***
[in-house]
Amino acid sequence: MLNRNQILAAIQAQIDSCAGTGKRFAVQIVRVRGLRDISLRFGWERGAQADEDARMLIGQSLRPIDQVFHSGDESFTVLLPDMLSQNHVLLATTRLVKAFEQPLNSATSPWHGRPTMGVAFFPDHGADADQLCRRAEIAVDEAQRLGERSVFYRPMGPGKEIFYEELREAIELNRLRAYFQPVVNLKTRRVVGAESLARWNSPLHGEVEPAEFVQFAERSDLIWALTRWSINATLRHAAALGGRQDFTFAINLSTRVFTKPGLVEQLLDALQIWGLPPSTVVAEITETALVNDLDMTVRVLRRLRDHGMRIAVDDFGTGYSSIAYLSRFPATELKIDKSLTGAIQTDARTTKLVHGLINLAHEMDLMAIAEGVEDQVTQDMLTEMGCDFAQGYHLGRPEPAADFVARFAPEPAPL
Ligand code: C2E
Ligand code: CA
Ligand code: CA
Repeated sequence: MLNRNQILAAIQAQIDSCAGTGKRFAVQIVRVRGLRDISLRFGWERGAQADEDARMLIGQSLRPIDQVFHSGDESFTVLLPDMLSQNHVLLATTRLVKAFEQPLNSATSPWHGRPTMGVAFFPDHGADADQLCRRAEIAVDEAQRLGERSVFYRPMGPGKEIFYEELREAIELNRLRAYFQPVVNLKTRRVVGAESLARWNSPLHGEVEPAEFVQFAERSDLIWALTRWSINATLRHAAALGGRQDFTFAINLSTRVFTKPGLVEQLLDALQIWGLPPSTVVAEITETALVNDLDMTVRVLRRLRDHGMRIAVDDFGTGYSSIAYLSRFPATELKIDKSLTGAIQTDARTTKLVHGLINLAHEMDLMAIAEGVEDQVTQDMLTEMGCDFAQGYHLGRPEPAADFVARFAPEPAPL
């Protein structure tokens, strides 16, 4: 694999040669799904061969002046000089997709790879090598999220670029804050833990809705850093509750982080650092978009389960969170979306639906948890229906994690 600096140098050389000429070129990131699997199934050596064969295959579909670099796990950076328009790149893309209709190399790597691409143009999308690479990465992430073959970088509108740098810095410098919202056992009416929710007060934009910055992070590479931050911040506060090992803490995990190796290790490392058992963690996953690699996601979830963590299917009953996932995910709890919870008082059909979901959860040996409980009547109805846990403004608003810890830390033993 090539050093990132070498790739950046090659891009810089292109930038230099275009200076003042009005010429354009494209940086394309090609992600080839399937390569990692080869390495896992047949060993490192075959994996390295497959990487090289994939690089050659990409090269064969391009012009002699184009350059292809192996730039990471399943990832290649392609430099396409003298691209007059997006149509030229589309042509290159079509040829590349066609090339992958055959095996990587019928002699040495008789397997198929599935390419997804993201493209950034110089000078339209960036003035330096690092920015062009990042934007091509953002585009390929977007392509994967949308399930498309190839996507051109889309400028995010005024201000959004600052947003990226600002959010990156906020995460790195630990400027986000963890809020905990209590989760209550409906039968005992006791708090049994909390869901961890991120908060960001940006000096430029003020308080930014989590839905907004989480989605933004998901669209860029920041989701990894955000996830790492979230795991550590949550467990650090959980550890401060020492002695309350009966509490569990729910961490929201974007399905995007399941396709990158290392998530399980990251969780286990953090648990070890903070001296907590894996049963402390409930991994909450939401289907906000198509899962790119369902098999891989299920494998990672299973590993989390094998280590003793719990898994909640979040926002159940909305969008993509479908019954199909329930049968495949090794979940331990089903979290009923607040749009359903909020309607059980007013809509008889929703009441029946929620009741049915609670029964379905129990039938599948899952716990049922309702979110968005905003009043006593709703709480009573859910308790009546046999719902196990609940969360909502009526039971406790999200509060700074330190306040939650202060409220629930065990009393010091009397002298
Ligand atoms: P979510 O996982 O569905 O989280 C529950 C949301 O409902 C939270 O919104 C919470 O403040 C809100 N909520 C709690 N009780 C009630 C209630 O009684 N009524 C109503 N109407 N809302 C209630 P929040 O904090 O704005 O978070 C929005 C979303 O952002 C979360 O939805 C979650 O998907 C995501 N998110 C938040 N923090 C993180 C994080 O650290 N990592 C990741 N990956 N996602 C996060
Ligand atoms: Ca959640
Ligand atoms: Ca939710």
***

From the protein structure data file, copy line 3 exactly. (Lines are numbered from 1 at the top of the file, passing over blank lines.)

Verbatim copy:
Ligand code: C2E